• Heterophile antibodies (which include human anti-mouse antibodies (HAMA) and Rheumatoid Factor (RF)), which bind weakly to the test assay's animal antibodies, causing a higher (or less commonly lower) TSH result than the actual true TSH level. [22] [23] Although the standard lab assay panels are designed to remove moderate levels of heterophilic antibodies, these fail to remove higher antibody levels. "Dr. Baumann [from Mayo Clinic] and her colleagues found that 4.4 percent of the hundreds of samples she tested were affected by heterophile antibodies.........The hallmark of this condition is a discrepancy between TSH value and free T4 value, and most important between laboratory values and patient's conditions. Endocrinologists, in particular, should be on alert for this."
  • Macro-TSH - endogenous antibodies bind to TSH reducing its activity, so the pituitary gland would need to produce more TSH to obtain the same overall level of TSH activity. [24]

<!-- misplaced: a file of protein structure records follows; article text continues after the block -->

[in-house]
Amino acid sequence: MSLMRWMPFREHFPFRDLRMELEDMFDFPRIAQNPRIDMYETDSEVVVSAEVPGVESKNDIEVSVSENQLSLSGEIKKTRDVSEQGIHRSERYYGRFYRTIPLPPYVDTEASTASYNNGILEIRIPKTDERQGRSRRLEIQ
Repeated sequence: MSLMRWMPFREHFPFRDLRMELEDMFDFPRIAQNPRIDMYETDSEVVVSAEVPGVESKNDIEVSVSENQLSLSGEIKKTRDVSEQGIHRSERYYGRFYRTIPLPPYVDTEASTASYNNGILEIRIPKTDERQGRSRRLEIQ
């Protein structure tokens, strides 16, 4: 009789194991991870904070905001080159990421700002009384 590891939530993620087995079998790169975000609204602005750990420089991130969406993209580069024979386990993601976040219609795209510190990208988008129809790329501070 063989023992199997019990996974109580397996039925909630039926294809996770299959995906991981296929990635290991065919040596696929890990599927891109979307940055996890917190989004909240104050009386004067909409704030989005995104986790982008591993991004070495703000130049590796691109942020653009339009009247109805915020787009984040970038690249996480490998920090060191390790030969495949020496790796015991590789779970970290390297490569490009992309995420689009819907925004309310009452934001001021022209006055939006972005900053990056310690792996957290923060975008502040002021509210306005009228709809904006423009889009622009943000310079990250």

• TSH Isomers - natural variations of the TSH molecule, which have lower activity, so the pituitary gland would need to produce more TSH to obtain the same overall level of TSH activity. [25] [26]
  • The same TSH concentration may have a different meaning whether it is used for diagnosis of thyroid dysfunction or for monitoring of substitution therapy with levothyroxine. Reasons for this lack of generalisation are Simpson's paradox [27] and the fact that the TSH-T3 shunt is disrupted in treated hypothyroidism, so that the shape of the relation between free T4 and TSH concentration is distorted. [28]


A synthetic drug called recombinant human TSH alpha (rhTSHα or simply rhTSH) or thyrotropin alfa (INN) is manufactured by Genzyme Corp under the trade name Thyrogen. [29] [30] It is used to manipulate endocrine function of thyroid-derived cells, as part of the diagnosis and treatment of thyroid cancer. [31] [32]

Related Research Articles

Thyroid Endocrine gland in the neck; secretes hormones that influence metabolism